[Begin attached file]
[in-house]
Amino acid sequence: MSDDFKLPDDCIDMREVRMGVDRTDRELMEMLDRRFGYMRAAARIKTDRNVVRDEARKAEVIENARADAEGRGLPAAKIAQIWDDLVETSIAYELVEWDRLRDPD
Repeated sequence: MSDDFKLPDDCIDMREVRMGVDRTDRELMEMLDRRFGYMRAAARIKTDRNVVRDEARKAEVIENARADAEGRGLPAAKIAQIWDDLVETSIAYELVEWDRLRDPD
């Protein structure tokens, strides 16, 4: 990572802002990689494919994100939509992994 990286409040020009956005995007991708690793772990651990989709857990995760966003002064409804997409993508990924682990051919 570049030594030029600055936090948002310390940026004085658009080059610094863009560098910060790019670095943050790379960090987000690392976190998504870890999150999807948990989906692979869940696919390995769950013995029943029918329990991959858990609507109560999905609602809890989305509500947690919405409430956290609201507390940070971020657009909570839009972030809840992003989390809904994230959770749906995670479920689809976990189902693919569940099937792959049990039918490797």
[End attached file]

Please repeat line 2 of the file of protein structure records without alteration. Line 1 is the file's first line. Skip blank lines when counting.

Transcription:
Amino acid sequence: MSDDFKLPDDCIDMREVRMGVDRTDRELMEMLDRRFGYMRAAARIKTDRNVVRDEARKAEVIENARADAEGRGLPAAKIAQIWDDLVETSIAYELVEWDRLRDPD